Strong Mandate is another horse exiting the Southwest Stakes that had a less-than-stellar ride, this one coming from Joel Rosario. He has every right to improve off his seasonal debut, but in a game where value is key…don’t you want 12-1 or 15-1 on a horse like Ride On Curlin compared to the 9-5 or 2-1 that you’re going to receive on Strong Mandate? I know I do. Strong Mandate is a very nice horse that may just prove to be best, but I could never settle for that short a price in what appears to be a contentious field.

Hoppertunity ships into Arkansas from Southern California for trainer Bob Baffert, and he’s sure to take his fair share of money. After impressively breaking his maiden at Santa Anita, he came back to run a “blah” fourth in the Risen Star Stakes at Fair Grounds last month. It’s interesting to see jockey Mike Smith make the trip to Oaklawn and take the mount on this son of Any Given Saturday, and Baffert has a pretty stellar record when it comes to shipping horses into Hot Springs, Arkansas. If you decide to side with him, make sure you get reasonable odds.

Sheltowee’s Boy is coming off of a nice, closing score in an allowance race here last month – but he’s going to have to take a major step forward if he’s going to be competitive in this spot. I’d consider him to round out exotics due to the potentially lively pace up front, but I’ll pass on him as a win contender.

Street Strategy is an interesting runner that is coming off of a strong maiden breaking score at the end of January. It appears as though he has a running style that should be well-suited for the way this race is projected to be run, and he has every right to take a step forward. Take note of the fact that Calvin Borel jumps off Ride On Curlin to take the mount on this son of Street Sense. Throw out this horse at your own risk…

Kobe’s Back is going to be heavily bet – maybe even bet down to favoritism. His return to the races in the San Vicente at Santa Anita last month was a monster effort, but I can’t help but think this horse is destined to be a closing sprinter. There is no denying the horse has talent, but I get the feeling that longer doesn’t necessarily equate to better with this guy. Maybe he blossoms and becomes the “it” horse on the Derby trail after the Rebel, but I’m taking a stand against. I’ll toss Kobe’s Back.

I’ll be honest – the minute I found out a certain horse would be running in this race, I was afraid my judgement of the field would be rather cloudy or that I’d be biased toward this runner. After going through the race in depth, I can say I’ve looked at everything objectively…and I like the horse that I was afraid would cloud my judgement. The day he broke his maiden, I decided that Hoppertunity would be my pick to win the 140th Kentucky Derby in May. His debut in stakes company was a bit bizarre – he broke a step slow and Martin Garcia immediately took him back. He proceeded to run in the middle of the pack and improve his position late, mainly by passing tired rivals down the lane. However, upon further review, I think there was more to his stretch run than just passing tired rivals. Hoppertunity got his final 5/16ths in :31.26, which was the third fastest come home time (final fraction) in the field. Considering he was wide turning for home and continued on willingly, I think that’s a huge positive for this young, lightly raced horse. If he can get out of the gate smoothly tomorrow, I think he sits a beautiful trip just off the leaders and gets first run on the closers. I like Hoppertunity to win the Rebel Stakes at Oaklawn Park.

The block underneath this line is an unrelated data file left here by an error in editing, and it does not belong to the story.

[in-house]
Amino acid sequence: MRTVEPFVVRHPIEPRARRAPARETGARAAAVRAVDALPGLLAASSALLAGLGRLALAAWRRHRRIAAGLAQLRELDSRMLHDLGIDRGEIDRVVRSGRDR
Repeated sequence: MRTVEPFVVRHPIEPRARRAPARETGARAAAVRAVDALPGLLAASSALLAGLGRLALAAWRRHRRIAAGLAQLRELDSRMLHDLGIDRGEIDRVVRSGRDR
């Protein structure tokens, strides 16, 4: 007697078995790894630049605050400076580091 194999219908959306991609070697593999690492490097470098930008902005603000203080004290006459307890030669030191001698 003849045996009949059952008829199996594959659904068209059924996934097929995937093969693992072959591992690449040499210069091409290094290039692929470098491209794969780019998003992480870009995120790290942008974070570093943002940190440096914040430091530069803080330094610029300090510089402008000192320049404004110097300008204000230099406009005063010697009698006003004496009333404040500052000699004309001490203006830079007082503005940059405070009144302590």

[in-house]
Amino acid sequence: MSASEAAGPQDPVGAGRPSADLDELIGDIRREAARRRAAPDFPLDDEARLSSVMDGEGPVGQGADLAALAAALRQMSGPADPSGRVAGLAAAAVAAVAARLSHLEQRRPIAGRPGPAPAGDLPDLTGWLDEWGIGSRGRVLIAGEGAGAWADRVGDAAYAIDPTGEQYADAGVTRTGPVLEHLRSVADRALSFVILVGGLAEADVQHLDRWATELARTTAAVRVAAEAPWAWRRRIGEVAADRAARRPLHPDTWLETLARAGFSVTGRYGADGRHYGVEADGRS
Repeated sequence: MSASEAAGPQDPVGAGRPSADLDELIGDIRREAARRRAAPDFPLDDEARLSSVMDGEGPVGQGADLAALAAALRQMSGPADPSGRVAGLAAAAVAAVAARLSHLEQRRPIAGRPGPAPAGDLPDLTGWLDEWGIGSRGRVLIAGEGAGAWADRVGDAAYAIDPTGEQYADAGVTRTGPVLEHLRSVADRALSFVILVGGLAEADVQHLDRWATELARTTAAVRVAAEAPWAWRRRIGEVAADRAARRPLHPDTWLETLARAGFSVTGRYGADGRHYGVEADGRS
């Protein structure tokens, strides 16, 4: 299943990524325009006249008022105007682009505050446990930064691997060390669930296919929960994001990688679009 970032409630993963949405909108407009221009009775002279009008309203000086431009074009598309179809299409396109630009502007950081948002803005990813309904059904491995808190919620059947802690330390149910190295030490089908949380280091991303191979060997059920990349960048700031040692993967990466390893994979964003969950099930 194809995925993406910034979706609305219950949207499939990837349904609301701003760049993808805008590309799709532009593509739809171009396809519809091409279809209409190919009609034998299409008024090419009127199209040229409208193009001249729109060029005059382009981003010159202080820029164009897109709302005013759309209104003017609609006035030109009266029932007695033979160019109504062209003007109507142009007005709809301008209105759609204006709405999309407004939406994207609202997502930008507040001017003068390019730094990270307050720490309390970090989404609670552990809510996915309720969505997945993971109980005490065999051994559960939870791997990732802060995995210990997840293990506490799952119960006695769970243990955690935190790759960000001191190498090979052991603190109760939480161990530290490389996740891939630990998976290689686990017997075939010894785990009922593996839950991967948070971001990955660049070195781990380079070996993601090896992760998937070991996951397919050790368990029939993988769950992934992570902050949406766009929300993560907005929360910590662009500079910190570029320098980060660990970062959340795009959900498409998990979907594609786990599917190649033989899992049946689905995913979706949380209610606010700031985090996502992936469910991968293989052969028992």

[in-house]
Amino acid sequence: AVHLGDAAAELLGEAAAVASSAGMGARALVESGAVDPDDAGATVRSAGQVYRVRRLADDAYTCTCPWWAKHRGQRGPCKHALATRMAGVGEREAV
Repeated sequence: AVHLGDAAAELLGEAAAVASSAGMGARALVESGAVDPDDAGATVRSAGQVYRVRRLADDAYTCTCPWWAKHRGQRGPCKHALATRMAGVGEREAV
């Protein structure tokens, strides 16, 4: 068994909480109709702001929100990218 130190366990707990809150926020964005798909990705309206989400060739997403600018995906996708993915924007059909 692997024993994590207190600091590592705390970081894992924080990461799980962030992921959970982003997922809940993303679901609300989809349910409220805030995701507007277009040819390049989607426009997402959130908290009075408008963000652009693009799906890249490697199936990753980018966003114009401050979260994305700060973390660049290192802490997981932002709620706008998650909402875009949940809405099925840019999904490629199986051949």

SELECTION: 5 – Hoppertunity, Mike Smith; ML 10-1

Matt Bernier picMatt Bernier was the youngest qualifier to the National Handicapping Championship (NHC) this past year and he is one of the stars of the Esquire series Horseplayers.   Agameofskill.com is pleased to offer his educational and expert analysis of major stakes races.

Grade II Tampa Bay Derby Analysis, Tampa Bay Downs – 3/8/2014

The Grade II Tampa Bay Derby will be run Saturday at Tampa Bay Downs, with post time set for 5:25 ET. A field of ten is scheduled to enter the starting gate, and it appears to be a relatively wide open race. Accordingly, I think you need to swing for the fences in this spot.

Ring Weekend is coming off of a maiden special weight score at Gulfstream Park last month and picks up one of top riders in the Tampa jockey colony, Daniel Centeno. Graham Motion knows how to condition horses and have them ready for big races, but this seems to be a pretty big step forward. He’ll need to improve, so if you side with him – demand value.

Surfing U S A is likely the horse that will load into the gates as the post time favorite for the Tampa Bay Derby. The Todd Pletcher trainee ran a respectable second in his three year old debut to a very nice colt in Top Billing, and he has every right to improve going forward. He has good, tactical speed that should prove to be beneficial to him in this spot. Any progression for Surfing U S A and the rest of this field could be in trouble.